If you’re planning a trip to Europe in 2014, there are maybe a few other things you will want to do apart from visiting monuments, touring museums and savoring the local food. For instance, how about dropping by at one (or some) of the biggest flea market(s) in Europe? France, the UK, Belgium, the Netherlands, Germany, Italy and Spain are among the most antiques-aware and flea market friendly locations in the world.
One of the great things about Europe, is that its railway network is one of the most modern and best connected worldwide; you can thus for instance (day 1) land in the UK, shop in London, grab the Eurostar to Paris (day 2), do a little flea market shopping there, and then take the Thalys to go to Lille (day 3), Brussels (day 3) and then Amsterdam (day 4). But enough of logistic for now.
Enjoy our ranking of what we consider being the Top 15 mega European flea markets you absolutely MUST visit in 2014. Don’t hesitate to share with us your feedback in the comments section below, if there’s anything we forgot to include in this flea market listing/ranking or if you want to share your own advices and experience. Happy reading!
1. Braderie de Lille Flea Market: The Biggest Flea Market in Europe – From Saturday 6th September, until Sunday 7th September, 2014 (10,000 exhibitors)
Just an hour outside of Paris by TGV, the town of Lille is home to one of the most anticipated events in France: the annual two-day Braderie de Lille flea market. As the largest flea market in all of Europe, this vibrant event dates back to medieval times and now attracts almost two million visitors each September. The “Braderie” (French for “sell at a low price”) flea market offers over 10,000 exhibitors hawking their wares with everything from knick-knacks to treasures. Saturday kicks off the Braderie de Lille flea market, and as with any yard sale, the first day offers the best selection. Note that “window shopping” is allowed on Saturday morning, but the sale does not officially begin until 2:00 p.m.
“More than 10,000 exhibitors over 62 miles of streets”
Although the streets will get crowded and may even come to a standstill at times, it pays to do your research to know what you want to purchase ahead of time. There are tons of original pieces on sale at this flea market, but there are also many items that are seemingly mass-produced just for the Braderie de Lille flea market. With over 62 miles of vendors, the Braderie de Lille flea market is divided up into sections: the smaller boulevards, the friendlier non-professional vendors (where you’ll find smaller antiques, records, and books), and the larger streets where there’s a huge selection of new ethnic items for sale, including fabulous artwork and paintings.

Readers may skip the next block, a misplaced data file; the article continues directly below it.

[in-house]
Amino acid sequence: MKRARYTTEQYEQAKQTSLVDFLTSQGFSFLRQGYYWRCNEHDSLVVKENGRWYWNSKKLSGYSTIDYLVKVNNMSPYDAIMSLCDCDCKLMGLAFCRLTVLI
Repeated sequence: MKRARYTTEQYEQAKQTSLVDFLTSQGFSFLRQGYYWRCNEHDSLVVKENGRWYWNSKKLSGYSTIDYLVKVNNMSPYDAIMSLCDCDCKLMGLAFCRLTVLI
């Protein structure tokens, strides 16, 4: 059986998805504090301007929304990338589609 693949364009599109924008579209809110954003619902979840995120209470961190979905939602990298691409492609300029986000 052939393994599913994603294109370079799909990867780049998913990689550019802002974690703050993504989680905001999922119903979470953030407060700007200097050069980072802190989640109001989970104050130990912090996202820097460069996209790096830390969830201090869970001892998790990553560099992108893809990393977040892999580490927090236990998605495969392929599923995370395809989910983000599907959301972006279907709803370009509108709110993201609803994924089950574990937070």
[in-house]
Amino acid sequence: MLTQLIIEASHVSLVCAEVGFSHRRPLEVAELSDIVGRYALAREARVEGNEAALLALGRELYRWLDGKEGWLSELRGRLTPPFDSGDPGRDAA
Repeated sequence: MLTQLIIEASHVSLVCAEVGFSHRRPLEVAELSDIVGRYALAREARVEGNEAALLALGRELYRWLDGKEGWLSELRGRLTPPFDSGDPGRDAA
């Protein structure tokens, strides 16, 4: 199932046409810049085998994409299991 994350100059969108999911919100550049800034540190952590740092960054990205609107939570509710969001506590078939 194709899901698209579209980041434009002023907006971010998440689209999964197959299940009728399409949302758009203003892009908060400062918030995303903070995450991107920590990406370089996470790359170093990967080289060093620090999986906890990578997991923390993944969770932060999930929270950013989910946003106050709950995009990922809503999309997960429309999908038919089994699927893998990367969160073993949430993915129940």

Antiques are displayed along Jean-Baptiste Lebas Boulevard, while décor furniture can be found at la Facade de l’Esplanade and Deule Canal. There’s also a large gathering between the streets of La Porte de Roubaix and L’Opera where professional vendors specialize in antiques from the U.K. Here is a video of the Braderie de Lille 2012 flea market (I’d recommend to watch it in HD to see all the nice details…):
Recommended Travel Guide: Make the most of your flea market trip in France with the book The Flea Markets of France by Sandy Price
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2. Munich’s giant flea market – Saturday 26th April, 2014 (> 3,000 exhibitors)
Once a year on the opening weekend of the Munich “Frühjahrsfest” (the first Saturday of the Spring Festival of Munich, in April) there is a very large flea market on the Theresienwiese, the grounds where the famous Oktoberfest takes place some months later. Two years ago we wrote about Munich’s giant flea market, which was held for the 46th time!
This truly gigantic flea market, which brings together every year around 3,000 exhibitors and above a million visitors from all over Europe, for a one festive day of flea market sales in the Theresienwiese, constitutes an amazing opportunity for flea market and thrifting lovers, to find great second-hand goods at a very low price (if you follow at least some of the recommendations we shared in our post “The Art Of Flea Market Haggling”): clothe, design furniture, flea market merchandise, militaria, home appliances, electronic, antiques, etc. are at the reach of any budget! Have a look at our 2010 review of the flea market if you want to have a more in depth overview of this event. We also shared some pictures for the very pleasure of your eyes. More about Munich’s Giant Flea Market